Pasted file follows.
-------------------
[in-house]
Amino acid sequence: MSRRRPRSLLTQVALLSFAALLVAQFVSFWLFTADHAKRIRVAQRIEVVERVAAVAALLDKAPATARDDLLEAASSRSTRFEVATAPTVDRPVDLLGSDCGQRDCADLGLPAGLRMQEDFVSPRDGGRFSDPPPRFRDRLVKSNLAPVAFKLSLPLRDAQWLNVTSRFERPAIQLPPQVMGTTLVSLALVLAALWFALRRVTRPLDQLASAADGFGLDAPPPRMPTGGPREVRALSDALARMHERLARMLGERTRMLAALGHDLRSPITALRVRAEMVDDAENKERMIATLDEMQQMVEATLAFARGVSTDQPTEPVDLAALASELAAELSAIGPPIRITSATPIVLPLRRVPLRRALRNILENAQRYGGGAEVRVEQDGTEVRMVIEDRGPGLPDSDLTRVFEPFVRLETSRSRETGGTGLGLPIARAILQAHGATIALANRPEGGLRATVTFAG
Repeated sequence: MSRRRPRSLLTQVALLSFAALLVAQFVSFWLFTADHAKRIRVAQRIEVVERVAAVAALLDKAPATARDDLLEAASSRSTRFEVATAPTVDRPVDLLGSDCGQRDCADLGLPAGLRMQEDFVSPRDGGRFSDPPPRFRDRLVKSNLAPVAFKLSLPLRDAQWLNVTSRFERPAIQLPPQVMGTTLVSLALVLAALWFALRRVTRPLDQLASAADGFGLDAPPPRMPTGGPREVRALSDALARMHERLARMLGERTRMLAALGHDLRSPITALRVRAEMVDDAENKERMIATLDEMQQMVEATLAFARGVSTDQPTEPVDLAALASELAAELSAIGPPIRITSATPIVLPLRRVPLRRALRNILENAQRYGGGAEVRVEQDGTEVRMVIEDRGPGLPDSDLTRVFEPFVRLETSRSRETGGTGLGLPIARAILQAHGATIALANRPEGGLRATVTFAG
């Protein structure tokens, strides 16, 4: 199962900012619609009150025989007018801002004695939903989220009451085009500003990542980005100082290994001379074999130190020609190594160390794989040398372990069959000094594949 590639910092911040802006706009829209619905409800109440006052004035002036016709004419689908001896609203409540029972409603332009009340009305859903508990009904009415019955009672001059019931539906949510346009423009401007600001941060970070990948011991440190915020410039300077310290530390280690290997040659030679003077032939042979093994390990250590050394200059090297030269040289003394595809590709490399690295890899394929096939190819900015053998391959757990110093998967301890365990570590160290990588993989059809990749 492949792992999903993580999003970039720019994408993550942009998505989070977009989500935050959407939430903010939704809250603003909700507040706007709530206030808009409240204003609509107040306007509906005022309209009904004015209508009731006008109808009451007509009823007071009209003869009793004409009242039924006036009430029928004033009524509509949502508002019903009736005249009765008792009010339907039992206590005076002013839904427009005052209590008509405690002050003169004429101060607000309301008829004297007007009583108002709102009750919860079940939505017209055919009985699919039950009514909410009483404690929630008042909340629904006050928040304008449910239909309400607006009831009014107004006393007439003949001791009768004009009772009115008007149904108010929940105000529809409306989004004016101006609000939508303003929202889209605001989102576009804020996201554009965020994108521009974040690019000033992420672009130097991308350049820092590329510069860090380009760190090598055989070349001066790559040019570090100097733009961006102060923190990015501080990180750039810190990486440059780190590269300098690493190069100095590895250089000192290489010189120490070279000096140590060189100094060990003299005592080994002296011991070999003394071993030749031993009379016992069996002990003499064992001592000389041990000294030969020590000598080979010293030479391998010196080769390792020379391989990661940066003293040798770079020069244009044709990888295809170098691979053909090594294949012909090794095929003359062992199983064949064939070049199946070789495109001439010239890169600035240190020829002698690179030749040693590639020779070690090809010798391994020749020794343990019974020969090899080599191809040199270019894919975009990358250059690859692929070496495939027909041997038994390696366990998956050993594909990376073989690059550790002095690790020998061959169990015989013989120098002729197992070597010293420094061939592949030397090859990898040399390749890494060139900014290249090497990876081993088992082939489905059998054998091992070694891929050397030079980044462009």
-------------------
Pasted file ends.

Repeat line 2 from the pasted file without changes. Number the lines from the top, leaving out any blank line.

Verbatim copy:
Amino acid sequence: MSRRRPRSLLTQVALLSFAALLVAQFVSFWLFTADHAKRIRVAQRIEVVERVAAVAALLDKAPATARDDLLEAASSRSTRFEVATAPTVDRPVDLLGSDCGQRDCADLGLPAGLRMQEDFVSPRDGGRFSDPPPRFRDRLVKSNLAPVAFKLSLPLRDAQWLNVTSRFERPAIQLPPQVMGTTLVSLALVLAALWFALRRVTRPLDQLASAADGFGLDAPPPRMPTGGPREVRALSDALARMHERLARMLGERTRMLAALGHDLRSPITALRVRAEMVDDAENKERMIATLDEMQQMVEATLAFARGVSTDQPTEPVDLAALASELAAELSAIGPPIRITSATPIVLPLRRVPLRRALRNILENAQRYGGGAEVRVEQDGTEVRMVIEDRGPGLPDSDLTRVFEPFVRLETSRSRETGGTGLGLPIARAILQAHGATIALANRPEGGLRATVTFAG